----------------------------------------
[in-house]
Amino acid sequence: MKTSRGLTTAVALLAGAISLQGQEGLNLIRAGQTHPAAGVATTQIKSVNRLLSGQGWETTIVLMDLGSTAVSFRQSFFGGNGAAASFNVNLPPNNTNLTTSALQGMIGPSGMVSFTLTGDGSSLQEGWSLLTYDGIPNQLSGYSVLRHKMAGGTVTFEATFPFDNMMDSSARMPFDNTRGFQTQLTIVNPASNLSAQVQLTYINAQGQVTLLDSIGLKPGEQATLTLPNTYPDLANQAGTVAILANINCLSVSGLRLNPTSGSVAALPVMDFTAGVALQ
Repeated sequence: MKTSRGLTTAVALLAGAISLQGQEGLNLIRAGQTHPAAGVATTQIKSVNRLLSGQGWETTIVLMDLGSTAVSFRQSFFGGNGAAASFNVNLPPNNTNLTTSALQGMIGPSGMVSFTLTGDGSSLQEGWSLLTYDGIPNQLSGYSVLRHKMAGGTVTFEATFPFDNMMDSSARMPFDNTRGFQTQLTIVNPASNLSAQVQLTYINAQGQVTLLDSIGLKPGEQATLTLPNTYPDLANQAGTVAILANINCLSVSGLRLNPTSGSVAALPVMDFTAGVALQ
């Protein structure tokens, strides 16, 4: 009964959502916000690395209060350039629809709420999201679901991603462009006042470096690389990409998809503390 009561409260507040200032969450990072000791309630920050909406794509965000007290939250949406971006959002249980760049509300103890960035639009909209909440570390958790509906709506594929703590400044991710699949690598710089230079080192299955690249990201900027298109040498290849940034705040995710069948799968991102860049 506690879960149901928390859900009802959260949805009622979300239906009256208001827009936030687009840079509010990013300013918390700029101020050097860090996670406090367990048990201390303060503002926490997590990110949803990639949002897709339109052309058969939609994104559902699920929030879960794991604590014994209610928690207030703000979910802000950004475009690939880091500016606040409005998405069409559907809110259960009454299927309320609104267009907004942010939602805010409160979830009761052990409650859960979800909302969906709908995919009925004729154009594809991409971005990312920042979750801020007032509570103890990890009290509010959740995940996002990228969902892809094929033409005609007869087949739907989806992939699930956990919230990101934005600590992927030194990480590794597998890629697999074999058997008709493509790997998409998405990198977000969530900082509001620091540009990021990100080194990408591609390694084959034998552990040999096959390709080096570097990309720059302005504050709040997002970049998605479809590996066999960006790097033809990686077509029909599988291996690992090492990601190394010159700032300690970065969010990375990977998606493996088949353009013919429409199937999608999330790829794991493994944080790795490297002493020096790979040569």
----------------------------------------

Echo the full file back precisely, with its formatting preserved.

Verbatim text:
[in-house]
Amino acid sequence: MKTSRGLTTAVALLAGAISLQGQEGLNLIRAGQTHPAAGVATTQIKSVNRLLSGQGWETTIVLMDLGSTAVSFRQSFFGGNGAAASFNVNLPPNNTNLTTSALQGMIGPSGMVSFTLTGDGSSLQEGWSLLTYDGIPNQLSGYSVLRHKMAGGTVTFEATFPFDNMMDSSARMPFDNTRGFQTQLTIVNPASNLSAQVQLTYINAQGQVTLLDSIGLKPGEQATLTLPNTYPDLANQAGTVAILANINCLSVSGLRLNPTSGSVAALPVMDFTAGVALQ
Repeated sequence: MKTSRGLTTAVALLAGAISLQGQEGLNLIRAGQTHPAAGVATTQIKSVNRLLSGQGWETTIVLMDLGSTAVSFRQSFFGGNGAAASFNVNLPPNNTNLTTSALQGMIGPSGMVSFTLTGDGSSLQEGWSLLTYDGIPNQLSGYSVLRHKMAGGTVTFEATFPFDNMMDSSARMPFDNTRGFQTQLTIVNPASNLSAQVQLTYINAQGQVTLLDSIGLKPGEQATLTLPNTYPDLANQAGTVAILANINCLSVSGLRLNPTSGSVAALPVMDFTAGVALQ
């Protein structure tokens, strides 16, 4: 009964959502916000690395209060350039629809709420999201679901991603462009006042470096690389990409998809503390 009561409260507040200032969450990072000791309630920050909406794509965000007290939250949406971006959002249980760049509300103890960035639009909209909440570390958790509906709506594929703590400044991710699949690598710089230079080192299955690249990201900027298109040498290849940034705040995710069948799968991102860049 506690879960149901928390859900009802959260949805009622979300239906009256208001827009936030687009840079509010990013300013918390700029101020050097860090996670406090367990048990201390303060503002926490997590990110949803990639949002897709339109052309058969939609994104559902699920929030879960794991604590014994209610928690207030703000979910802000950004475009690939880091500016606040409005998405069409559907809110259960009454299927309320609104267009907004942010939602805010409160979830009761052990409650859960979800909302969906709908995919009925004729154009594809991409971005990312920042979750801020007032509570103890990890009290509010959740995940996002990228969902892809094929033409005609007869087949739907989806992939699930956990919230990101934005600590992927030194990480590794597998890629697999074999058997008709493509790997998409998405990198977000969530900082509001620091540009990021990100080194990408591609390694084959034998552990040999096959390709080096570097990309720059302005504050709040997002970049998605479809590996066999960006790097033809990686077509029909599988291996690992090492990601190394010159700032300690970065969010990375990977998606493996088949353009013919429409199937999608999330790829794991493994944080790795490297002493020096790979040569």